among the easiest to learn. The 9 row and column of a
         multiplication table includes some nice patterns and are fun to
         discover. The following two patterns combined are useful to
         mastering the nines
         facts. (1) The tens digit
         of the product is always
         1 less than the “other”
         factor (the one other
         than 9), and (2) the sum
         of the two digits in the
         product is always 9.
         These two ideas can be
         used together to get any
         nine fact quickly. For 7
         x 9, 1 less than 7 is 6, 6
         and 3 make 9, so the
         answer is 63.
      • An alternative strategy
         for learning the nine facts is also easy. Students may discover that
         they can relate the 9 fact to the already known 10 fact. For
         example, notice that 7 x 9 is the same as 7 x 10 less one set of 7 or
         70 – 7.
Appendix C: Strategies for Learning Multiplication Facts

5. Helping Facts – These 25 facts can be learned by relating each to already
   know fact or helping fact.
         Double and double
         again (facts with a 4)
         When 4 is one of the
         factors, students can
         double and double
         again. Example, find
         4 x 6: double 6 is 12
         and double 12 is 24.

          Double and one more
          set (facts with a 3)
          Example: find 3 x 7:
          double 7 is 14 and
          add one more 7 to
          make 21.
Appendix C: Strategies for Learning Multiplication Facts

          Half then double (facts with an even number) Select the even
          factor and cut it in half. If
          the smaller factor
          is known, that product is
          doubled to get the new
          Example: find 6 x 7: half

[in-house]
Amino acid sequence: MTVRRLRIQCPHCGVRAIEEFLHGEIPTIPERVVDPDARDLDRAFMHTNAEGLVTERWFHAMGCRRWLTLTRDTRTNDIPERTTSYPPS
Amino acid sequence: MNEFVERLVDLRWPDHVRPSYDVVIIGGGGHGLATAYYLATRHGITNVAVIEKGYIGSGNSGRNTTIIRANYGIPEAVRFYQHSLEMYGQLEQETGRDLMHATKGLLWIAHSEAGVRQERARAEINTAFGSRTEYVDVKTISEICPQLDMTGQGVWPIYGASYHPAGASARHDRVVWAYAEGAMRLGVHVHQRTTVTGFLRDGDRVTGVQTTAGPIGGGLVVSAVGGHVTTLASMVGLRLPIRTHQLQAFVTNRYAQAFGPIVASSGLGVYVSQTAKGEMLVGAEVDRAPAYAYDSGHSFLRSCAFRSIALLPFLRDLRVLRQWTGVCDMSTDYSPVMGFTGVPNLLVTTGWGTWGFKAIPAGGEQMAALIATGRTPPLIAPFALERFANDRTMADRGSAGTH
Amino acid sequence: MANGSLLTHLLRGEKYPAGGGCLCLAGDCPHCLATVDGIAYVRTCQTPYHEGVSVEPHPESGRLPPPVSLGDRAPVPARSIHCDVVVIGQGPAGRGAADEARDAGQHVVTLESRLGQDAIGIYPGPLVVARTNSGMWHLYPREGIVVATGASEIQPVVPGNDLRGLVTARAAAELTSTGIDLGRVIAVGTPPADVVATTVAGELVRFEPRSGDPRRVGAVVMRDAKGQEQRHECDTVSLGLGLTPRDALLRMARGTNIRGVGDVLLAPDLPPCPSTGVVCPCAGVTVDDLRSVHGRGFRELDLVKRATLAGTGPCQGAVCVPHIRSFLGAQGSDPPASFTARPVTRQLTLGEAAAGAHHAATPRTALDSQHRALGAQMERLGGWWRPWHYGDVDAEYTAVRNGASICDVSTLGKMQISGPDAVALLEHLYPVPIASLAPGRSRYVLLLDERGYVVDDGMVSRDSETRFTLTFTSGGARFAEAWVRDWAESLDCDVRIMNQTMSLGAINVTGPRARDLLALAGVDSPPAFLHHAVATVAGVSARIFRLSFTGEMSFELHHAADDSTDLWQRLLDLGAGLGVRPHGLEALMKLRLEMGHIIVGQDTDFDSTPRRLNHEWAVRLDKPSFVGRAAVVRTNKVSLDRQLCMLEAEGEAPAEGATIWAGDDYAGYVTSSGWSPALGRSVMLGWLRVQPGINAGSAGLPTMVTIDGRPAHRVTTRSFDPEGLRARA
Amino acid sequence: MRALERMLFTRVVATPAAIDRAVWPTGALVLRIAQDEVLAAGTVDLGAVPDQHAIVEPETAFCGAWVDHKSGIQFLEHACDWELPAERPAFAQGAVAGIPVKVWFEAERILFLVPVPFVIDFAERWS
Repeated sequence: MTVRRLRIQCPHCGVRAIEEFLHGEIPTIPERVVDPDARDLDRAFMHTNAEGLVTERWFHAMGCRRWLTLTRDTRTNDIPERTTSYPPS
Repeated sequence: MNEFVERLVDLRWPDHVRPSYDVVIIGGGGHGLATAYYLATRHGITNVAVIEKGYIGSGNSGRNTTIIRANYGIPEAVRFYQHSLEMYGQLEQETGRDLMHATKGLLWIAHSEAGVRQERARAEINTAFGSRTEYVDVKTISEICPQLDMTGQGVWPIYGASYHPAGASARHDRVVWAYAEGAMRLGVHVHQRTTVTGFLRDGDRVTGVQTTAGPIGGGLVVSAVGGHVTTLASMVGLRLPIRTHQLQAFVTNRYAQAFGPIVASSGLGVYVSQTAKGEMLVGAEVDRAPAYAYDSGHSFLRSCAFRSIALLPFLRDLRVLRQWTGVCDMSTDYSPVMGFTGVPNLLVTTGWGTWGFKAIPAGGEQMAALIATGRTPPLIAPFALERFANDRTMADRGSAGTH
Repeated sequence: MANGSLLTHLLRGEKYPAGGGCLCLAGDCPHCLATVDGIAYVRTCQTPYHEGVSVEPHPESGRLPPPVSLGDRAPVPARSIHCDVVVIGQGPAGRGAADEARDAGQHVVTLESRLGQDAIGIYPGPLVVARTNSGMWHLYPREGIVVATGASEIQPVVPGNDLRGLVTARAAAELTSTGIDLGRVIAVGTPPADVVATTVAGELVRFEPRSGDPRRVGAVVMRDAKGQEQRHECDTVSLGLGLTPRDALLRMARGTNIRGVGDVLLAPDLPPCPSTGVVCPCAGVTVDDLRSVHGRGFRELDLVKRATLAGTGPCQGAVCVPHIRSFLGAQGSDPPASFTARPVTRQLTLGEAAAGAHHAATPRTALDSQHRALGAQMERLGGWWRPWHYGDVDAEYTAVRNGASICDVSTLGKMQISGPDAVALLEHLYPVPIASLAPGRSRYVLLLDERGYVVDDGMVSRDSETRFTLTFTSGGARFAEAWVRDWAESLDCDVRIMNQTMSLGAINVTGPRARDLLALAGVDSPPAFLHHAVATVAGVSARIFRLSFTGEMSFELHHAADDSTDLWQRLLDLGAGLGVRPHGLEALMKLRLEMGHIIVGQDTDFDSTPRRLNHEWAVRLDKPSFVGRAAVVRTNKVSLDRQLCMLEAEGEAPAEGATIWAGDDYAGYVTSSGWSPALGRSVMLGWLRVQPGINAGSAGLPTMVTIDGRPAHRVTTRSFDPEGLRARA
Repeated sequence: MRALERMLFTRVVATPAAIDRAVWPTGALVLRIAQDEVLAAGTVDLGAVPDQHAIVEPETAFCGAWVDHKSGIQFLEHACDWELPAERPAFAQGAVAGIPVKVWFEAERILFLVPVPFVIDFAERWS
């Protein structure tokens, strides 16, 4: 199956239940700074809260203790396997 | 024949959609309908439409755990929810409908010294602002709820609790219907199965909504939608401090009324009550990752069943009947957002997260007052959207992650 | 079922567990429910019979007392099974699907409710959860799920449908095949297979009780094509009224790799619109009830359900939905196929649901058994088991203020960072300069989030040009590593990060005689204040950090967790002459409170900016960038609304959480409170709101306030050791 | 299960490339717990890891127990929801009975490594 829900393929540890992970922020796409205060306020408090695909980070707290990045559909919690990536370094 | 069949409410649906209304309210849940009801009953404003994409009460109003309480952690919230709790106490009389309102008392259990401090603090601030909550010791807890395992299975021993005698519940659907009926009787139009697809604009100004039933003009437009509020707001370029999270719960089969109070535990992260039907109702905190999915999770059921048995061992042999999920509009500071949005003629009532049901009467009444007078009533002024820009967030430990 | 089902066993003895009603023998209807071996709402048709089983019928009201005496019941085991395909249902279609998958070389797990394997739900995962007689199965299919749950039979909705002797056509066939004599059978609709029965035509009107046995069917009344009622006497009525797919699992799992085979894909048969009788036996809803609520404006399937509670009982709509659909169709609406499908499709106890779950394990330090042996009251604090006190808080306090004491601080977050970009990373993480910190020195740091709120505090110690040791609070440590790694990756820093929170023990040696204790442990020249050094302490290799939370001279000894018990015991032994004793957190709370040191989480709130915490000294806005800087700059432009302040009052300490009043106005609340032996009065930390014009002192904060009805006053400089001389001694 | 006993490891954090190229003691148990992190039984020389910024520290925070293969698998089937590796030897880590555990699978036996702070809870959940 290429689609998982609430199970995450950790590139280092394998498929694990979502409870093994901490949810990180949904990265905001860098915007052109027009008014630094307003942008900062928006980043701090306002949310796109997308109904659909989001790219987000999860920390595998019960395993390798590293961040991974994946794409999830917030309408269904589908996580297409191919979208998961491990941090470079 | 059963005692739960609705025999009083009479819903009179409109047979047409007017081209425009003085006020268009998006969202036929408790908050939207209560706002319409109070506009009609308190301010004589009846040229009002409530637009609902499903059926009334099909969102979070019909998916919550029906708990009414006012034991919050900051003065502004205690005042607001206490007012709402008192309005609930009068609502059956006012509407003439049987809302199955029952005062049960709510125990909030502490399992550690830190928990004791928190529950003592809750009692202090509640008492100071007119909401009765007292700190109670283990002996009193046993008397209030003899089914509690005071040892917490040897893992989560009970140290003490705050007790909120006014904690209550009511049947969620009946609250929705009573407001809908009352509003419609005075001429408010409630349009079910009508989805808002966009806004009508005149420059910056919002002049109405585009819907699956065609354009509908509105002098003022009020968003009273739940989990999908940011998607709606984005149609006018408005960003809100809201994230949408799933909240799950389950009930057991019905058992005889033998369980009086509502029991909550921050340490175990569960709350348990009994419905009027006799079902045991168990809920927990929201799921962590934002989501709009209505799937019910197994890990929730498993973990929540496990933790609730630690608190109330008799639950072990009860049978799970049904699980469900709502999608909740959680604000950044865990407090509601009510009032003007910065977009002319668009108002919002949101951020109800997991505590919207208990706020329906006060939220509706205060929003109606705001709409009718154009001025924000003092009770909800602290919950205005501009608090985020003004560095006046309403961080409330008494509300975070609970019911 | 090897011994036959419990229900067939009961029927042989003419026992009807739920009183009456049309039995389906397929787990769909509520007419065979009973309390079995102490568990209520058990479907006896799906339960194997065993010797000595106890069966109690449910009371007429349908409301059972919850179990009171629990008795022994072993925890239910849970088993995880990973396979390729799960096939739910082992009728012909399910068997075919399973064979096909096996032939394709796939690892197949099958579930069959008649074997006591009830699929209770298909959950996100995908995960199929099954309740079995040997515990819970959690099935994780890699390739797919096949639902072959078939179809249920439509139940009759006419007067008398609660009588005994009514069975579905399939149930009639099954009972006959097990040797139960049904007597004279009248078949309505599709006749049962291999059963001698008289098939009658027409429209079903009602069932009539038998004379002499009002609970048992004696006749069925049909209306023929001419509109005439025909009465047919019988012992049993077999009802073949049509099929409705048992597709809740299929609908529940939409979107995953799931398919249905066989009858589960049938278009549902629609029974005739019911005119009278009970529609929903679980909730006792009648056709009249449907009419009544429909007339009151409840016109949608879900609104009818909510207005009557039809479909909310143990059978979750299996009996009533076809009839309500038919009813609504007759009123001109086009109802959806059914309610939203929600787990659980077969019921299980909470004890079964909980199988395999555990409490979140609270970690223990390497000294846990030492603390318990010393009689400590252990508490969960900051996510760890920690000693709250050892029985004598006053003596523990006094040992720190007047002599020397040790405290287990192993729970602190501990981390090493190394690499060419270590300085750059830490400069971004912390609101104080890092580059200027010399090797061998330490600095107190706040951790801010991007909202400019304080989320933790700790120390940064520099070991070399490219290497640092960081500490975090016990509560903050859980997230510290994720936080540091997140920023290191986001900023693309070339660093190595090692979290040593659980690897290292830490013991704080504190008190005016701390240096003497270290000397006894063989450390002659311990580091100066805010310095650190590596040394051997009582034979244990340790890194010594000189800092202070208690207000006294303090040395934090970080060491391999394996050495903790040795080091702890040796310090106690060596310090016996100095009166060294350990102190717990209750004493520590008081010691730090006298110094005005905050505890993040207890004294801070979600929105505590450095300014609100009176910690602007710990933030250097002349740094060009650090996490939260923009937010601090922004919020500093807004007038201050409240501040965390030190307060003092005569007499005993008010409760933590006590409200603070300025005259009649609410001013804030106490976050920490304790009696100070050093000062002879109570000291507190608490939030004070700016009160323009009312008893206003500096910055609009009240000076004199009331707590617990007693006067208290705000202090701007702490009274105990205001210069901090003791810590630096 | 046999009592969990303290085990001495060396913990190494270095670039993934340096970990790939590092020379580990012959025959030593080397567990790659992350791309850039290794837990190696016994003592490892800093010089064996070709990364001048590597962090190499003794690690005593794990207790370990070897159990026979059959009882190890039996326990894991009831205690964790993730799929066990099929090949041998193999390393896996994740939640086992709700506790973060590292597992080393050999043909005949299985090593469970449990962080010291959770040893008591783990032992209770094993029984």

the 6 to get 3 x 7. 3 x 7 is
          21 and
          double 21 is 42.

          Add one more set (any
          fact). Many children prefer
          to go to a fact that is
          “close” and then
          add one more set to this
          known fact. Example: Think of 6 x 7 as 6 sevens. Five sevens is
          close. That’s 35. Six sevens is only one more 7, so that makes 42.

       The relationship between easy and hard facts is useful. Rather than
       telling students which strategy is best to use, select a fact from one of
       the strategies and say, “If you didn’t know … (for example 6 x 8) how
       could you figure it out by using something else you know?”

       It would be useful for you to go through each of the 20 “hard facts”
       and see which strategies from the “Helping Facts” section can be used
       for each one.

“Drill” refers to repetitive non-problem-based activities and it is appropriate
ONLY after students understand a strategy but it has not yet become
automatic. There is a place for drill of the basic facts but it is critical that it
not be used too early.

After students have worked on two or three strategies, they should be given
opportunities to look at multiplication facts and select a strategy that is most
helpful in finding the answer.